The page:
Tracey Menten, who teaches English and writing at Omaha Central High School in Omaha, Nebraska, received an honorary Doctor of Humane Letters. Her students who have gone on to attend Grinnell College describe her as "inspiring," "encouraging" and "dedicated." In 2014, she received the Alice Buffett Outstanding Teacher Award, given to exceptional educators in Omaha public schools.







Writers@Grinnell: Deborah Whaley


Award-winning artist, curator, and author Deborah Whaley will read from her work and discuss writing on Thursday, April 26, as part of the Writers@Grinnell series at Grinnell College. The event, which is free and open to the public, will start at 4:15 p.m. at the Periodic Table, in the Hotel Grinnell, 925 Park Street, Grinnell. 


Deborah Elizabeth Whaley is currently senior scholar for digital arts and humanities research for the Digital Scholarship and Publishing Studio (DSPS) and professor of American and African American Studies at the University of Iowa. Her research and teaching fields include the institutional history, theories, and methods of American and transnational American studies, 19th century to the present cultural history, comparative ethnic studies, black cultural studies, popular culture, the visual arts, digital humanities, and critical theory.


Her most recent book is Black Women in Sequence: Reinking Comics, Graphic Novels, and Anime (University of Washington Press, 2015), which won an award from AAUP for its graphic design and book cover. BWiS explores graphic novel production and comic book fandom, looking in particular at African, African American, and multiethnic women as deployed in television, film, animation, gaming, and print representations of comic book and graphic novel characters.


Winners of the spring writing contests will be announced at this event!







Grinnellians Meet Moles at ACS National Meeting


Every spring, chemistry and biological chemistry students who have done research projects and faculty from Grinnell College attend the National Meeting of the American Chemical Society (ACS).


Twenty-four Grinnell students presented their research during poster sessions. There were also opportunities to attend exhibitor fairs, hear a wide variety of technical talks, and network with people (including some alumni) who have chosen careers in chemistry.


The 2018 meeting in New Orleans focused on food, energy, and water.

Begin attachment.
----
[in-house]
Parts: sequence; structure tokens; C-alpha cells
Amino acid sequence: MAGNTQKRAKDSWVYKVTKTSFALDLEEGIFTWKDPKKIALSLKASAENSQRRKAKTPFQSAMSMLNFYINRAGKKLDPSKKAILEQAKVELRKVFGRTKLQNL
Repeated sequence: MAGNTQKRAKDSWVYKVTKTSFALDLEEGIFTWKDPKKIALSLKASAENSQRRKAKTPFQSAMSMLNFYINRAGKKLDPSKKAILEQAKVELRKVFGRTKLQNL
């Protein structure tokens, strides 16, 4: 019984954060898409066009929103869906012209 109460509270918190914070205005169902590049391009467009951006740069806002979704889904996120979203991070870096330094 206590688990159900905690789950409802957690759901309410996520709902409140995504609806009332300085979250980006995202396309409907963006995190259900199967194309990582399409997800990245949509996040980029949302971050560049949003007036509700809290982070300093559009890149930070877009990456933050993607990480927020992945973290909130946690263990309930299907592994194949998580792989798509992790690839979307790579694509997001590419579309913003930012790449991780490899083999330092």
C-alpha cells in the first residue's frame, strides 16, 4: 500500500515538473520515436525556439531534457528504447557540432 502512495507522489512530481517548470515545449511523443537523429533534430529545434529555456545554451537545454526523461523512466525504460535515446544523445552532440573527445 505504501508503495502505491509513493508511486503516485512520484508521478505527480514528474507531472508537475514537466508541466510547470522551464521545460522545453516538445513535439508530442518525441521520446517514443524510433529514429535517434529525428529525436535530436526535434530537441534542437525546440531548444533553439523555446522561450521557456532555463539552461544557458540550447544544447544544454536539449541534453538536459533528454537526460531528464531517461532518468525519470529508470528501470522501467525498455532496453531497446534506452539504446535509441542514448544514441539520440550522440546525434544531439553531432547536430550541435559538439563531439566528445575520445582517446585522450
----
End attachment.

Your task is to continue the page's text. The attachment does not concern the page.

Renowned Author Stephen Kuusisto to Give Memorial Lecture



The second annual memorial lecture honoring Armando “Mando” Alters Montaño ’12 will feature renowned author Stephen Kuusisto, a graduate of the Iowa Writer’s Workshop and a Fulbright scholar, whose new book, Have Dog, Will Travel, has just been released by Simon and Schuster.


The lecture on Tuesday, April 10, will honor the memory and spirit of Montaño, a gifted journalist who died at the age of 22 in June 2012 in Mexico City, where he was working as an intern for the Associated Press. His parents, Diane Alters ’71 and Mario Montaño, plan to attend the lecture, which they endowed, again this year.


Kuusisto, who is noted for his creative nonfiction and poetry, will read from his work at 8 p.m. in Joe Rosenfield ’25 Center, Room 101, 1115 Eighth Ave., Grinnell.


“Stephen Kuusisto is a fiercely intelligent, wildly funny, and incredibly big-hearted writer,” says Dean Bakopoulos, co-director of the Writers@Grinnell series and a former professor of Montaño’s. “His work is a wonderful example of the perceptive, imaginative, and fearless writing that Mando cared about so deeply.”


In addition to Have Dog, Will Travel, Kuusisto has authored two other memoirs, Planet of the Blind (a New York Times Notable Book of the Year) and Eavesdropping: A Memoir of Blindness and Listening. He is also an acclaimed poet, and his poetry collections include Only Bread, Only Light, and Letters to Borges.


A frequent speaker in the United States and abroad, Kuusisto teaches at Syracuse University, where he holds a professorship in the Center on Human Policy, Law, and Disability Studies. He formerly taught at the University of Iowa, Ohio State University, and Hobart and William Smith colleges.


In addition to the lecture, there will be a roundtable discussion about creative nonfiction with Kuusisto and Tessa Cheek ’12, a classmate of Montaño. It will begin at 4:15 p.m. in Rosenfield Center, Room 101. Both the discussion and lecture, sponsored by Writers@Grinnell, are free and open to the public.


Cheek is a writer, reporter, and candlestick maker living in Ridgway, Colorado. She holds a master’s of fine arts from Hollins University, where she served as a teaching fellow, graduate assistant, and assistant poetry editor of the Hollins Critic.


She edits copy for the Groundhog Poetry Press and directs social media for political literary magazine Scoundrel Time. She has reported from Colorado’s Capitol and served as news editor for a small-town paper. In 2017, her novel-in-progress won the Melanie Hook Rice Award in the Novel and her short story, “The Devil’s Terrible Nearness,” was nominated for the Best of the Net Anthology and a Pushcart Prize.


Armando Montaño ’12


The Armando Alters Montaño ’12 Writers@Grinnell Endowment Fund has been established by the parents of Armando “Mando” Montaño ’12, who died in June 2012 while working as an intern with the Associated Press in Mexico City.


Diane Alters ’71 and Mario Montaño have created the fund through a bequest to Grinnell College. The fund will support the Writers@Grinnell program in memory of their son’s dedication to nonfiction and fiction writing, journalism, and the creative process.


Armando Montano image   Armando Alters Montano image